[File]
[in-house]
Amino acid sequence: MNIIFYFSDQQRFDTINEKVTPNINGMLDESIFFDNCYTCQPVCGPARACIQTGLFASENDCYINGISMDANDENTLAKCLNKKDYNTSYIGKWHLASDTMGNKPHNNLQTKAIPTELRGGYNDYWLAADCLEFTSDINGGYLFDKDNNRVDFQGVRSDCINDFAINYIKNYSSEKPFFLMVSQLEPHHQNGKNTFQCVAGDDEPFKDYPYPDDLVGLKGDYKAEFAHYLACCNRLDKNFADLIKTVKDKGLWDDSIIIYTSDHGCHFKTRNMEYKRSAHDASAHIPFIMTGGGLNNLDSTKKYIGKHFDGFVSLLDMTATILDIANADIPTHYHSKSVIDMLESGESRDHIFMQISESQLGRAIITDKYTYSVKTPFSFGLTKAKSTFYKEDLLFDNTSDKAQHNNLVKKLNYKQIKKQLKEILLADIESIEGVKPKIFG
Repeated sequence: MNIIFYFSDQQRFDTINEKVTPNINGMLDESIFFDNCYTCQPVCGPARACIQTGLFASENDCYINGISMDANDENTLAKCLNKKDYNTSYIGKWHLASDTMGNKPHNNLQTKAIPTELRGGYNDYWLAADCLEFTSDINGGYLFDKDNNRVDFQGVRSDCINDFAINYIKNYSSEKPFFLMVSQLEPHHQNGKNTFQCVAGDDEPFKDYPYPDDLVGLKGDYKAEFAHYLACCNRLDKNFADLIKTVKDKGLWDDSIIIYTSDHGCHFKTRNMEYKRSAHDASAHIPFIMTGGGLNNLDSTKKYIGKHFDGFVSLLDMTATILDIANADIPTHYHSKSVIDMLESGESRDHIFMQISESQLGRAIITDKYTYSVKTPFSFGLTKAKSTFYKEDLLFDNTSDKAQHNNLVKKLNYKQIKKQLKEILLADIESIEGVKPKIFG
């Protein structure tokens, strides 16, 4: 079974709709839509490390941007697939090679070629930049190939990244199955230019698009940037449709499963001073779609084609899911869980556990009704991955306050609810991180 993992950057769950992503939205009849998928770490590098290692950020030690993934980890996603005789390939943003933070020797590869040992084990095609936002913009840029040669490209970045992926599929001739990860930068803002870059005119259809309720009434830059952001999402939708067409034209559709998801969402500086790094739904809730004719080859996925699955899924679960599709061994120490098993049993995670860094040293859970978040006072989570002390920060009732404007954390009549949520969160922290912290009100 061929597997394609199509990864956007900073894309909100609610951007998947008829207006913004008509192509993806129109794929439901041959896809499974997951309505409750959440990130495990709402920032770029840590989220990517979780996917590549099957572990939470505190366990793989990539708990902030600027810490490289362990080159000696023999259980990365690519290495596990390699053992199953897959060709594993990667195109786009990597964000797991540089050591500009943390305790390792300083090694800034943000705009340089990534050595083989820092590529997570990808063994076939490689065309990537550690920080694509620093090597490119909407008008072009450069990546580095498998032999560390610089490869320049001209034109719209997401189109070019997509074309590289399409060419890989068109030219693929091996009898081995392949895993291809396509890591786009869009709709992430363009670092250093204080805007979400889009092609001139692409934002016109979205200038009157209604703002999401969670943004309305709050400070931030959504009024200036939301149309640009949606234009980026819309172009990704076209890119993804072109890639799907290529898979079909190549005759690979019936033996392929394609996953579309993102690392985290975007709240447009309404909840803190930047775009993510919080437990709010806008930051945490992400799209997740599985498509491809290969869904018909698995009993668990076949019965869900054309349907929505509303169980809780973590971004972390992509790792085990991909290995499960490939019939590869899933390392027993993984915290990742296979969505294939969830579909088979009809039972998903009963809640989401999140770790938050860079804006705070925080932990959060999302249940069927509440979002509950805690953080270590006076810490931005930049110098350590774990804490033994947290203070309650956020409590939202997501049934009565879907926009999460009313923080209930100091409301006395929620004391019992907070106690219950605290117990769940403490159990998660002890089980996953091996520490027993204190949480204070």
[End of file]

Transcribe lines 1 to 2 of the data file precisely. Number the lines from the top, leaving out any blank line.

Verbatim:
[in-house]
Amino acid sequence: MNIIFYFSDQQRFDTINEKVTPNINGMLDESIFFDNCYTCQPVCGPARACIQTGLFASENDCYINGISMDANDENTLAKCLNKKDYNTSYIGKWHLASDTMGNKPHNNLQTKAIPTELRGGYNDYWLAADCLEFTSDINGGYLFDKDNNRVDFQGVRSDCINDFAINYIKNYSSEKPFFLMVSQLEPHHQNGKNTFQCVAGDDEPFKDYPYPDDLVGLKGDYKAEFAHYLACCNRLDKNFADLIKTVKDKGLWDDSIIIYTSDHGCHFKTRNMEYKRSAHDASAHIPFIMTGGGLNNLDSTKKYIGKHFDGFVSLLDMTATILDIANADIPTHYHSKSVIDMLESGESRDHIFMQISESQLGRAIITDKYTYSVKTPFSFGLTKAKSTFYKEDLLFDNTSDKAQHNNLVKKLNYKQIKKQLKEILLADIESIEGVKPKIFG